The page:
Get PDF
    Introduction: Secondary haemophagocytic lymphohistiocytosis (sHLH) or Macrophage Activation Syndrome (MAS) is a life-threatening hyperinflammatory syndrome that can occur in patients with severe infections, malignancy or autoimmune diseases. It is also a rare complication of haematopoetic stem cell transplantation (HSCT), with a high mortality. It may be associated with graft vs. host disease in the allogeneic HSCT setting. It is also reported following CAR-T cell therapy, but differentiation from cytokine release syndrome (CRS) is challenging. Here, we summarise the literature and present results of a survey of current awareness and practice in EBMT-affiliated centres of sHLH/MAS following HSCT and CAR-T cell therapy. Methods: An online questionnaire was sent to the principal investigators of all EBMT member transplant centres treating adult patients (18 years and over) inviting them to provide information regarding: number of cases of sHLH/MAS seen in their centre over 3 years (2016–2018 inclusive); screening strategies and use of existing diagnostic/classification criteria and treatment protocols. Results: 114/472 centres from 24 different countries responded (24%). We report estimated rates of sHLH/MAS of 1.09% (95% CI = 0.89–1.30) following allogeneic HSCT, 0.15% (95% CI = 0.09–5.89) following autologous HSCT and 3.48% (95% CI = 0.95–6.01) following CAR-T cell therapy. A majority of centres (70%) did not use a standard screening protocol. Serum ferritin was the most commonly used screening marker at 78% of centres, followed by soluble IL-2 receptor (24%), triglycerides (15%), and fibrinogen (11%). There was significant variation in definition of “clinically significant” serum ferritin levels ranging from 500 to 10,000 ÎŒg/mL. The most commonly used criteria to support diagnosis were HLH-2004 (43%) and the H score (15%). Eighty percent of responders reported using no standard management protocol, but reported using combinations of corticosteroids, chemotherapeutic agents, cytokine blockade, and monoclonal antibodies. Conclusions: There is a remarkable lack of consistency between EBMT centres in the approach to screening, diagnosis and management. Further research in this field is needed to raise awareness of and inform harmonised, evidence-based approaches to the recognition and treatment of sHLH/MAS following HSCT/CAR-T cell therapy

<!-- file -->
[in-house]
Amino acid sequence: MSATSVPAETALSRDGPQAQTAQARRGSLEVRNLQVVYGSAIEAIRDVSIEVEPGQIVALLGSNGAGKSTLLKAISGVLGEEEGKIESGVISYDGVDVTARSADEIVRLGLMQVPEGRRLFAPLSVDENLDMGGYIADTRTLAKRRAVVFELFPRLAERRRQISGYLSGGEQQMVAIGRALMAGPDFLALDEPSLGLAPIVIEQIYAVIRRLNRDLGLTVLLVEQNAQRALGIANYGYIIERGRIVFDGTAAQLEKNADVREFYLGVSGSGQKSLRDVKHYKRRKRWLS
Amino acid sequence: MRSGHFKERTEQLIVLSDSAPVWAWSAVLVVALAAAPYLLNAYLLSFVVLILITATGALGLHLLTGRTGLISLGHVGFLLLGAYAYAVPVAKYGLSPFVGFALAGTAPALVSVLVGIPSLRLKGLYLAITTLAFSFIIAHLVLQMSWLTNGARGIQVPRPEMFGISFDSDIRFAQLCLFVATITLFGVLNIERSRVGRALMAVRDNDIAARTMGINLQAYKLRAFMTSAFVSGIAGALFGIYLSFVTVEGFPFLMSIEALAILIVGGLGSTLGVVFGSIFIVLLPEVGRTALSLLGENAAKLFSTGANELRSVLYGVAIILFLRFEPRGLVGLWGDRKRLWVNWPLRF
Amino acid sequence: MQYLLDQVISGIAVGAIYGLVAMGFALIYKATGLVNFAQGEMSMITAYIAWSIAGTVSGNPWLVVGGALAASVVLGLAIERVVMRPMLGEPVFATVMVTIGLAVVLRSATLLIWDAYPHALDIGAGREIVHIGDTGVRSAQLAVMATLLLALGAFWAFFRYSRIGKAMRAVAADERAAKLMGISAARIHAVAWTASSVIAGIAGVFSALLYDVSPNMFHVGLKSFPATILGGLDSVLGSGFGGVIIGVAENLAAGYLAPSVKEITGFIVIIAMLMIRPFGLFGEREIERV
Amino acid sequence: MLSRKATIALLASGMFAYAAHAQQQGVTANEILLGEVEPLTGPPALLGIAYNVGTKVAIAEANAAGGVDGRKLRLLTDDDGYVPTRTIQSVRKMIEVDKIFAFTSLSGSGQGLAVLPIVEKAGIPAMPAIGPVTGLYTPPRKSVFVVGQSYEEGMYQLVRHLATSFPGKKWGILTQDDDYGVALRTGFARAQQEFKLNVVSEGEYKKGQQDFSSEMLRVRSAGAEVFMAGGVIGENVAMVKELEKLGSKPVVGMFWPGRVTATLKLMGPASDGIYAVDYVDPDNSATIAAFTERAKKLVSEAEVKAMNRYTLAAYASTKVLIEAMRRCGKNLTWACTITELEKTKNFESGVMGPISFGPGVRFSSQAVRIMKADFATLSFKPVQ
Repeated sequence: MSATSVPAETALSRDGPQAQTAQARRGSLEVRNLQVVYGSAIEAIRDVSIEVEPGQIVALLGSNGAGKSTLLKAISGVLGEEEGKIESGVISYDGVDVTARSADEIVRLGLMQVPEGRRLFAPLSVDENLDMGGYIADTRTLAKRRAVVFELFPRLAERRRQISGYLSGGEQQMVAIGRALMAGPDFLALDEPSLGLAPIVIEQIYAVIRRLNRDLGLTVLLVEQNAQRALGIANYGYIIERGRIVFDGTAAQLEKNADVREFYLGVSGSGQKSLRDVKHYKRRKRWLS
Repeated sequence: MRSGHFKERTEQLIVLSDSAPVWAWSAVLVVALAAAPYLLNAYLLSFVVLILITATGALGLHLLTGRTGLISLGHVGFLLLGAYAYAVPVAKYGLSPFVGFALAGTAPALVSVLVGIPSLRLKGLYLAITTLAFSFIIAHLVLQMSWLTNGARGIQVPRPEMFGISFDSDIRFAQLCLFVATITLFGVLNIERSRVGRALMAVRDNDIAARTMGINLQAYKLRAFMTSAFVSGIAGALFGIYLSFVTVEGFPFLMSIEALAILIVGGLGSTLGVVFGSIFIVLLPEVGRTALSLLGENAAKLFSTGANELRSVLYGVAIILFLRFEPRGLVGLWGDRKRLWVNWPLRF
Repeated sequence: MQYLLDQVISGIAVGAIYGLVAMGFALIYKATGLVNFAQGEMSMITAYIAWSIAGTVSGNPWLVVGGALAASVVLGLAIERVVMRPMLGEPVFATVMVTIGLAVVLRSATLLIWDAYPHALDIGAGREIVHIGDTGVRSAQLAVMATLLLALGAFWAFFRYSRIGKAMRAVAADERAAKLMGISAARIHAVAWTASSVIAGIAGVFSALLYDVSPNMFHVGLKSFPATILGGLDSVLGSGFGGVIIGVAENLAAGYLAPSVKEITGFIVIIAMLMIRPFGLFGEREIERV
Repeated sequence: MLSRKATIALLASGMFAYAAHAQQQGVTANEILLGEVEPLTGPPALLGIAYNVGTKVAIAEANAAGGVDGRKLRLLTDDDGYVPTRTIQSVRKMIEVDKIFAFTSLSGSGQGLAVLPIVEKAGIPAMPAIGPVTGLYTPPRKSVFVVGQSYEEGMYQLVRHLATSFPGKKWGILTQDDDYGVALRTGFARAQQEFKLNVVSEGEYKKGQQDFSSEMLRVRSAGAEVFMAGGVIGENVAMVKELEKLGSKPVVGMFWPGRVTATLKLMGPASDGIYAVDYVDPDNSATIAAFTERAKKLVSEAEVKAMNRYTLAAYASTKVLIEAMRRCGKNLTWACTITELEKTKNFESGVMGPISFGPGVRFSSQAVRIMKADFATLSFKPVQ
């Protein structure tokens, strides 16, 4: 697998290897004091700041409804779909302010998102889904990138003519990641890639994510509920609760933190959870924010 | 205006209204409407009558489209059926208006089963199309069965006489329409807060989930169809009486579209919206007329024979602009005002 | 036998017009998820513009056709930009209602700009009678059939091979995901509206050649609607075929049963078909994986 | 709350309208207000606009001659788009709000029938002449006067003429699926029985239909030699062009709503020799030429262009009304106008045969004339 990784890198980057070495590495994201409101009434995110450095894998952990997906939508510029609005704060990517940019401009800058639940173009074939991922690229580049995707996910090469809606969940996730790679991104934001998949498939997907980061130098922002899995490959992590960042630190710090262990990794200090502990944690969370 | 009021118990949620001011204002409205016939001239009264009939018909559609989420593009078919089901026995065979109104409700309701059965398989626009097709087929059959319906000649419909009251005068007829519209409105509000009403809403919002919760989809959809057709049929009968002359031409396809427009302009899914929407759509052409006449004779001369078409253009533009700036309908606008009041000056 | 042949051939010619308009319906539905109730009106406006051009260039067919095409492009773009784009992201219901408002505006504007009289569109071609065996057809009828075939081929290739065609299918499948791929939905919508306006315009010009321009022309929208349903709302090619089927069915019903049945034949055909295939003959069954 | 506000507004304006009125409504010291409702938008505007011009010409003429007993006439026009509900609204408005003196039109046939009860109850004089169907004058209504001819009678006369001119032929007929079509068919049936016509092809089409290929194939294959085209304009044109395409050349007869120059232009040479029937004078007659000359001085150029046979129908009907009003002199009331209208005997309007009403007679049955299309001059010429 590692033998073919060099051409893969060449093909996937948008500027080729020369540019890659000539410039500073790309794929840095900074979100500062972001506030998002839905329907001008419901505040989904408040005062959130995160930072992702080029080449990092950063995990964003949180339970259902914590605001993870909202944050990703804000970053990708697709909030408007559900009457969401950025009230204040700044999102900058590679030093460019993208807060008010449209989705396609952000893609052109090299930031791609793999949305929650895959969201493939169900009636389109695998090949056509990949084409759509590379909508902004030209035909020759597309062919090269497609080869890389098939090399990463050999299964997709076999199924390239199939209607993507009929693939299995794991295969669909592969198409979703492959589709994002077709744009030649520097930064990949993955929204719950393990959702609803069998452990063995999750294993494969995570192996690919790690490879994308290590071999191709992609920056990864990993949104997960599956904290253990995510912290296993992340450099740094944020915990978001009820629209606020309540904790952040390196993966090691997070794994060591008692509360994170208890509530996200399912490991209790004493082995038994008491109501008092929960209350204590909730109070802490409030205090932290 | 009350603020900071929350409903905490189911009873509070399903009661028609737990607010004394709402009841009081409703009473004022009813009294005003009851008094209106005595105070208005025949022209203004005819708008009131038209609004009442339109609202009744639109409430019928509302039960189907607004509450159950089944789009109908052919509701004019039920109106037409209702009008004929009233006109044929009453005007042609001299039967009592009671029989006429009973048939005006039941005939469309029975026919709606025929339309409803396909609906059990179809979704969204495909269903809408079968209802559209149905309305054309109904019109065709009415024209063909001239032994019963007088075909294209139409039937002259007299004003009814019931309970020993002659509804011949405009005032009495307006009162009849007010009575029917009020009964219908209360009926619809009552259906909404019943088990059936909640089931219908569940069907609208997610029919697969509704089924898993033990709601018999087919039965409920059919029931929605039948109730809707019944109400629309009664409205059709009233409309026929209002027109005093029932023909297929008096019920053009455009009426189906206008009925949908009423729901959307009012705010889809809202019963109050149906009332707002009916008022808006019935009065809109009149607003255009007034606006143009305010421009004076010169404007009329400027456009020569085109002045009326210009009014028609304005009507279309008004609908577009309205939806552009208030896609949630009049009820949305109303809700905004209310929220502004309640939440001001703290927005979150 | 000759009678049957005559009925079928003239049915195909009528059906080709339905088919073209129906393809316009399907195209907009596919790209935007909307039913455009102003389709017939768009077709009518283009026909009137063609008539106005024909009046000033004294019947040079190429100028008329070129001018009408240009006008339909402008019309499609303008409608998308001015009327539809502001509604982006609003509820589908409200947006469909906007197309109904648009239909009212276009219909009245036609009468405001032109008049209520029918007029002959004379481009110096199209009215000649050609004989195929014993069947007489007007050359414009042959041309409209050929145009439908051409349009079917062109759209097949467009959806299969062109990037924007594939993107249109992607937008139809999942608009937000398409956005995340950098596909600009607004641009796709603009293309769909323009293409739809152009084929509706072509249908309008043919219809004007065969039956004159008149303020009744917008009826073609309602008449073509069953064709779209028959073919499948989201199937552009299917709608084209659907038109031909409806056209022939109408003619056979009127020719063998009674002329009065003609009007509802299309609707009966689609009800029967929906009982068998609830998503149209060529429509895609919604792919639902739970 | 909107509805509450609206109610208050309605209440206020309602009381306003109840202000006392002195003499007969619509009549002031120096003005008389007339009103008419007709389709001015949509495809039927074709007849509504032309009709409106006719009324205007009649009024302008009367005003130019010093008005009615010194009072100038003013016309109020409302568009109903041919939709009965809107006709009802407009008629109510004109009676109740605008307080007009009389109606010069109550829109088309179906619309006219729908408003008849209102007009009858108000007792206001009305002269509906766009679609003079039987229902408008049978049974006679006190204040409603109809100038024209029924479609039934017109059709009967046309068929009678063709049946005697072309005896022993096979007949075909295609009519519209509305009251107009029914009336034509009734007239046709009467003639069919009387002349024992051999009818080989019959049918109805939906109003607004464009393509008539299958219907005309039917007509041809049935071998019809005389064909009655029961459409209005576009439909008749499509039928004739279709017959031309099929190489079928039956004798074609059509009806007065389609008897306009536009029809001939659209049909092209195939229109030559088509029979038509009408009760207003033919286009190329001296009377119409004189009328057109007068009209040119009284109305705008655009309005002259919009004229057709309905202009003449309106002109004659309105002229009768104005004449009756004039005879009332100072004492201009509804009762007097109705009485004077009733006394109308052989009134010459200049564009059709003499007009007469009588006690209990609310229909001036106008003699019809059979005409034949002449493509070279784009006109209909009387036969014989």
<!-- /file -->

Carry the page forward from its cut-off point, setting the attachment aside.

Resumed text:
Photoproduction of mesons off nuclei

    Full text link
    Recent results for the photoproduction of mesons off nuclei are reviewed. These experiments have been performed for two major lines of research related to the properties of the strong interaction. The investigation of nucleon resonances requires light nuclei as targets for the extraction of the isospin composition of the electromagnetic excitations. This is done with quasi-free meson photoproduction off the bound neutron and supplemented with the measurement of coherent photoproduction reactions, serving as spin and/or isospin filters. Furthermore, photoproduction from light and heavy nuclei is a very efficient tool for the study of the interactions of mesons with nuclear matter and the in-medium properties of hadrons. Experiments are currently rapidly developing due to the combination of high quality tagged (and polarized) photon beams with state-of-the-art 4pi detectors and polarized targets

    Modeling of Ti-W Solidification Microstructures Under Additive Manufacturing Conditions

    Get PDF
    Additive manufacturing (AM) processes have many benefits for the fabrication of alloy parts, including the potential for greater microstructural control and targeted properties than traditional metallurgy processes. To accelerate utilization of this process to produce such parts, an effective computational modeling approach to identify the relationships between material and process parameters, microstructure, and part properties is essential. Development of such a model requires accounting for the many factors in play during this process, including laser absorption, material addition and melting, fluid flow, various modes of heat transport, and solidification. In this paper, we start with a more modest goal, to create a multiscale model for a specific AM process, Laser Engineered Net Shaping (LENSℱ), which couples a continuum-level description of a simplified beam melting problem (coupling heat absorption, heat transport, and fluid flow) with a Lattice Boltzmann-cellular automata (LB-CA) microscale model of combined fluid flow, solute transport, and solidification. We apply this model to a binary Ti-5.5 wt pct W alloy and compare calculated quantities, such as dendrite arm spacing, with experimental results reported in a companion paper
    corecore